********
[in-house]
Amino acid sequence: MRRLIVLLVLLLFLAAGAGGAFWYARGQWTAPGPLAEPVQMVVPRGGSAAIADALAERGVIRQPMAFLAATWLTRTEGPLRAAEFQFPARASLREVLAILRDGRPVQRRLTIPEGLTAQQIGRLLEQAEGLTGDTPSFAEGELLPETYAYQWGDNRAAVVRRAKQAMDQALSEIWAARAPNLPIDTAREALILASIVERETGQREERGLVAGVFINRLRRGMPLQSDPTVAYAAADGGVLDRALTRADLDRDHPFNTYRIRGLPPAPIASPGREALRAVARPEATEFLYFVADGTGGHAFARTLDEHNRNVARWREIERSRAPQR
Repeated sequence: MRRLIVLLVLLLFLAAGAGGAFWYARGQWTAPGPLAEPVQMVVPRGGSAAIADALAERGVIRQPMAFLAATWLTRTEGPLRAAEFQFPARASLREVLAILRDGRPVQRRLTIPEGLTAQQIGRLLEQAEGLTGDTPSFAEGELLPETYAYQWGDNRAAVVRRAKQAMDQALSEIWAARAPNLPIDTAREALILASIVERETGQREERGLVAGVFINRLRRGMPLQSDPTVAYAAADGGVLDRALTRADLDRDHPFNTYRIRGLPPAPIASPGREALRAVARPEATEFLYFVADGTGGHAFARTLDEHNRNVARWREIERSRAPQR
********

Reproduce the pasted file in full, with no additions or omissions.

[in-house]
Amino acid sequence: MRRLIVLLVLLLFLAAGAGGAFWYARGQWTAPGPLAEPVQMVVPRGGSAAIADALAERGVIRQPMAFLAATWLTRTEGPLRAAEFQFPARASLREVLAILRDGRPVQRRLTIPEGLTAQQIGRLLEQAEGLTGDTPSFAEGELLPETYAYQWGDNRAAVVRRAKQAMDQALSEIWAARAPNLPIDTAREALILASIVERETGQREERGLVAGVFINRLRRGMPLQSDPTVAYAAADGGVLDRALTRADLDRDHPFNTYRIRGLPPAPIASPGREALRAVARPEATEFLYFVADGTGGHAFARTLDEHNRNVARWREIERSRAPQR
Repeated sequence: MRRLIVLLVLLLFLAAGAGGAFWYARGQWTAPGPLAEPVQMVVPRGGSAAIADALAERGVIRQPMAFLAATWLTRTEGPLRAAEFQFPARASLREVLAILRDGRPVQRRLTIPEGLTAQQIGRLLEQAEGLTGDTPSFAEGELLPETYAYQWGDNRAAVVRRAKQAMDQALSEIWAARAPNLPIDTAREALILASIVERETGQREERGLVAGVFINRLRRGMPLQSDPTVAYAAADGGVLDRALTRADLDRDHPFNTYRIRGLPPAPIASPGREALRAVARPEATEFLYFVADGTGGHAFARTLDEHNRNVARWREIERSRAPQR